No Zeros Until…

Several months ago, after much reflection, examination of school data, and conversations with a few teachers, I proclaimed to my staff that I did not want them to assign a zero to any student until they intervene in some way; talk with the student to find out why they did not turn in the assignment, call a parent to let them know an assignment was missed, do something before recording a zero in the grade book.

There was much weeping and gnashing of teeth, meetings after the meeting, some cheers and head nods, and every other emotion imaginable. I should not have been surprised because the timing of my proclamation was bad (criticism well deserved), but I was. I was surprised because we’ve had some high quality professional development over the last decade or so that includes Total Quality Management by David Langford, Differentiated Instruction, Understanding by Design, Rigor, Relevance, and Relationships, and Professional Learning Communities including the Pyramid of Intervention all in addition to creating common assessments and learning targets. With all that knowledge, I figured we were ready to look more closely at why we still automatically assign zeros for missed assignments. Well, like most things, some were ready and thankful while others were… not so much. Ah, the controversy of grades continues.

Doug Reeves, Thomas Guskey, David Langford, and Ken O’Conner among others have researched this for years and have thoroughly explained why zeros create a huge hole for students to dig themselves out of. So why assign them, especially on a 100 point scale. It’s not as damaging if using a 4 or 5 point scale. However, the point is to find out why a student did not turn in an assignment and if the assignment is important to their learning, then why wouldn’t we want it turned in? Just intervene…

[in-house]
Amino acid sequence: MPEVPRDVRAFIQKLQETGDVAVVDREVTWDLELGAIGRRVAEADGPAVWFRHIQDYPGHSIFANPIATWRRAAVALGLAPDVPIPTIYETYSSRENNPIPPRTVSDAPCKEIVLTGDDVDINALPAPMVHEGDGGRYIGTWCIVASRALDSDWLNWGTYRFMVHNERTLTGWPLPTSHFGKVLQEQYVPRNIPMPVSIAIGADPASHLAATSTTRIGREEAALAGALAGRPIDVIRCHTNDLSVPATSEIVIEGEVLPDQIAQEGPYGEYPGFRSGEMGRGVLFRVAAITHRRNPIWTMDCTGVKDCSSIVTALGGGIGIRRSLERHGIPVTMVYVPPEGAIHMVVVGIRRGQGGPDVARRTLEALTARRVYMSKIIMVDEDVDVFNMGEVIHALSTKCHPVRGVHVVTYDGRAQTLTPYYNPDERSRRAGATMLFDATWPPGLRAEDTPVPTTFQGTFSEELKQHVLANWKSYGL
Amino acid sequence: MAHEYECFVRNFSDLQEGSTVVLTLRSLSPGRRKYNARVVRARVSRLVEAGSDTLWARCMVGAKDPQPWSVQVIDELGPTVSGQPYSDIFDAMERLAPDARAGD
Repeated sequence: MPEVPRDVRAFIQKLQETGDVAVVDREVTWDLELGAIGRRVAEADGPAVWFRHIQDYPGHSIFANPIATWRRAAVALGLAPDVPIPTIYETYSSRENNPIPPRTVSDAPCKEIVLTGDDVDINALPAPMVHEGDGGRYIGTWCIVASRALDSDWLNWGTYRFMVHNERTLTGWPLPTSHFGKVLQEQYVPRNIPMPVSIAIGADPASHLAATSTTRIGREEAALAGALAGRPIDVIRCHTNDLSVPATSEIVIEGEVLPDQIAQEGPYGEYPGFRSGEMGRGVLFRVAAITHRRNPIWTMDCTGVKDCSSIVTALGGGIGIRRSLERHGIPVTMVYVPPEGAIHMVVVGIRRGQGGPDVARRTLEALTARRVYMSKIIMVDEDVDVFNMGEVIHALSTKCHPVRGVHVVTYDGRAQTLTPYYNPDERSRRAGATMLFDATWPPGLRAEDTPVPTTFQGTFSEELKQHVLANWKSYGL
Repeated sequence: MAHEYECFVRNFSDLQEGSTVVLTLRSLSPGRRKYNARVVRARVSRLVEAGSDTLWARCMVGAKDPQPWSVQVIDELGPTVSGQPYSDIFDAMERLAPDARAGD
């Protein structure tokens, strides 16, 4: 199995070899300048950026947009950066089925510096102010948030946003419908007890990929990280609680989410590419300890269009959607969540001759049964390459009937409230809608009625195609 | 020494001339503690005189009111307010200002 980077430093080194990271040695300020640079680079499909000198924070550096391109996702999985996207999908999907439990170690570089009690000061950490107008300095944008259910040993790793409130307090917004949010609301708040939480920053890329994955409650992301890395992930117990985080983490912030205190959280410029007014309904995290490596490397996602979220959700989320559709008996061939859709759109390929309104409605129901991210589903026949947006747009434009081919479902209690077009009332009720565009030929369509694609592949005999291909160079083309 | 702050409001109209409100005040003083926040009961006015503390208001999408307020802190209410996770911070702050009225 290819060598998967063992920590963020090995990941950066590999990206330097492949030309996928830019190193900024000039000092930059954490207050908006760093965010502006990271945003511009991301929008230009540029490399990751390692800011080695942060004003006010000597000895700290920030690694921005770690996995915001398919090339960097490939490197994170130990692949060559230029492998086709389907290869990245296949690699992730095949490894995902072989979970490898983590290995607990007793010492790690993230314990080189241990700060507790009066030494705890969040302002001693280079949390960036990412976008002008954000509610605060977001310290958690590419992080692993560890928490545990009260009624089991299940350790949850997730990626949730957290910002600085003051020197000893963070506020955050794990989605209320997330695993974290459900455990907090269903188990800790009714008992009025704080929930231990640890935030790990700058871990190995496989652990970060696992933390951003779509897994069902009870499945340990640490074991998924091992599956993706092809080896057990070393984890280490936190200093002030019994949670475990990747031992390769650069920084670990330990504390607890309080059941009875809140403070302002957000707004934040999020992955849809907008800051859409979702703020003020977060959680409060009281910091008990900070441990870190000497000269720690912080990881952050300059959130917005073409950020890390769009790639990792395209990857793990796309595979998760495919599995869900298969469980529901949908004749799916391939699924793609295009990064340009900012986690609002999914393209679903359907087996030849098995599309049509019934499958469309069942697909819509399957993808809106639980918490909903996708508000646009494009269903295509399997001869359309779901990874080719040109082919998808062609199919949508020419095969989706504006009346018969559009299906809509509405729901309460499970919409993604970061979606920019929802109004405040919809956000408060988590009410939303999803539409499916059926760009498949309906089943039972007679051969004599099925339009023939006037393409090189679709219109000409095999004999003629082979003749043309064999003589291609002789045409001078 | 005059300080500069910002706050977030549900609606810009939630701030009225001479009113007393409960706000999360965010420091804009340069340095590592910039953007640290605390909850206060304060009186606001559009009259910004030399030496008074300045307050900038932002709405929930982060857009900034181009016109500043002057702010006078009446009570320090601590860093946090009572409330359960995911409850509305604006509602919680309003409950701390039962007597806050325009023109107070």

Some of the arguments against this reasoning have been:
“We are not teaching students to be responsible if we allow them to turn in work late.”
“They are not going to be prepared for college and the real world because deadlines are deadlines. Period.”
“We are teaching students to be lazy and to procrastinate.”

I understand these arguments, but I don’t necessarily agree with them. Learning is a continuous process and real world deadlines are flexible. There are deadlines and penalties, but companies want their payments regardless if it’s on time or not. A deadline is a deadline, but they want to be paid.

Okay, back to my point. Once the dust settled and there was further clarification, many teachers began extending deadlines, talking with students about missed assignments, and examining the assignments they were giving to students. As a result, we had the largest number of incompletes at the end of each quarter than ever before. This may not sound like a point to celebrate, but it is because teachers were given students chances and many responded.

After recently talking with a couple of my teachers while at a workshop I can see that there is still a need for more clarification about the expectations. For example, incompletes should not go on forever. After the teacher has intervened by talking with the student, contacting a parent, and/or assigning the student to the PASS Room for additional help, etc. and there has been no effort to complete the assignment, then a zero is warranted and it’s time to move on.

We are still working through a number of questions and concerns about the “No Zero Until…” guideline and I’m very excited that we are able to discuss this openly and honestly as a staff. Many agree, many disagree, and many are intervening with creative ideas. What are your thoughts about zeros for work not turned in? How do you handle this as a teacher or administrator?